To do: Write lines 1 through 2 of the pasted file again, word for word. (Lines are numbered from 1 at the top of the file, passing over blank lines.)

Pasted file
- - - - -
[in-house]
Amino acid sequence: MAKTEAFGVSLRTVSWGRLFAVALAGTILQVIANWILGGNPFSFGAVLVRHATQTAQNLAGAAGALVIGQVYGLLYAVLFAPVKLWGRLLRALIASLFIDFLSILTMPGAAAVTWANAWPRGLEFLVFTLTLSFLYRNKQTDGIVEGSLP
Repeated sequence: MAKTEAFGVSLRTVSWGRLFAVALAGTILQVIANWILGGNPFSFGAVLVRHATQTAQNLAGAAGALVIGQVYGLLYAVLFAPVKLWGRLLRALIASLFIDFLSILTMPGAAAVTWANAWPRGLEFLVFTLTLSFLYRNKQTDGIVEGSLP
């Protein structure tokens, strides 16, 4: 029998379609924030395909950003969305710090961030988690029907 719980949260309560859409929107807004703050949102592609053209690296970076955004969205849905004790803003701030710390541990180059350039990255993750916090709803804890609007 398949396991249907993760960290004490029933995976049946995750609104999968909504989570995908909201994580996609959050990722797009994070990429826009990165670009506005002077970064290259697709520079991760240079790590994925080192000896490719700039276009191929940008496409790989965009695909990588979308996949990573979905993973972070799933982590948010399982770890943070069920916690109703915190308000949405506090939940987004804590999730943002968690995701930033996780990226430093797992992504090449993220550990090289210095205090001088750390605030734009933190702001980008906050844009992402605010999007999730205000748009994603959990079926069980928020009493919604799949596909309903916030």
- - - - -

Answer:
[in-house]
Amino acid sequence: MAKTEAFGVSLRTVSWGRLFAVALAGTILQVIANWILGGNPFSFGAVLVRHATQTAQNLAGAAGALVIGQVYGLLYAVLFAPVKLWGRLLRALIASLFIDFLSILTMPGAAAVTWANAWPRGLEFLVFTLTLSFLYRNKQTDGIVEGSLP